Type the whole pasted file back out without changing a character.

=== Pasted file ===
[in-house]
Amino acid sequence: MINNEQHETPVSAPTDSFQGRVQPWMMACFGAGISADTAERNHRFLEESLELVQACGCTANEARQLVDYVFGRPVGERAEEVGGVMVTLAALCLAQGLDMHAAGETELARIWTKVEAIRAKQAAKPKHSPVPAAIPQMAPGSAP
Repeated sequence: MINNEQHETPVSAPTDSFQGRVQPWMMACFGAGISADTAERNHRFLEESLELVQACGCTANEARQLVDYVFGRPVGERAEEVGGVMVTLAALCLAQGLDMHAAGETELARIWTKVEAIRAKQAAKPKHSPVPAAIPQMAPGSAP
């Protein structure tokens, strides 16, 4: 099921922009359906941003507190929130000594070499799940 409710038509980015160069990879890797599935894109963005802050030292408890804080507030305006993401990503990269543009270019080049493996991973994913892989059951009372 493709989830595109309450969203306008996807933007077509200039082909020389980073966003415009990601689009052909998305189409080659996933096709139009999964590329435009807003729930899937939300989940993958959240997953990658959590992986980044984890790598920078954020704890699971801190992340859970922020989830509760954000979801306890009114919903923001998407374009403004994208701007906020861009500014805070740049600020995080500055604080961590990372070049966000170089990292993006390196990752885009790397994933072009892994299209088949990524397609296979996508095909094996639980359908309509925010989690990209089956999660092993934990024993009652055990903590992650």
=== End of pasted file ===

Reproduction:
[in-house]
Amino acid sequence: MINNEQHETPVSAPTDSFQGRVQPWMMACFGAGISADTAERNHRFLEESLELVQACGCTANEARQLVDYVFGRPVGERAEEVGGVMVTLAALCLAQGLDMHAAGETELARIWTKVEAIRAKQAAKPKHSPVPAAIPQMAPGSAP
Repeated sequence: MINNEQHETPVSAPTDSFQGRVQPWMMACFGAGISADTAERNHRFLEESLELVQACGCTANEARQLVDYVFGRPVGERAEEVGGVMVTLAALCLAQGLDMHAAGETELARIWTKVEAIRAKQAAKPKHSPVPAAIPQMAPGSAP
């Protein structure tokens, strides 16, 4: 099921922009359906941003507190929130000594070499799940 409710038509980015160069990879890797599935894109963005802050030292408890804080507030305006993401990503990269543009270019080049493996991973994913892989059951009372 493709989830595109309450969203306008996807933007077509200039082909020389980073966003415009990601689009052909998305189409080659996933096709139009999964590329435009807003729930899937939300989940993958959240997953990658959590992986980044984890790598920078954020704890699971801190992340859970922020989830509760954000979801306890009114919903923001998407374009403004994208701007906020861009500014805070740049600020995080500055604080961590990372070049966000170089990292993006390196990752885009790397994933072009892994299209088949990524397609296979996508095909094996639980359908309509925010989690990209089956999660092993934990024993009652055990903590992650």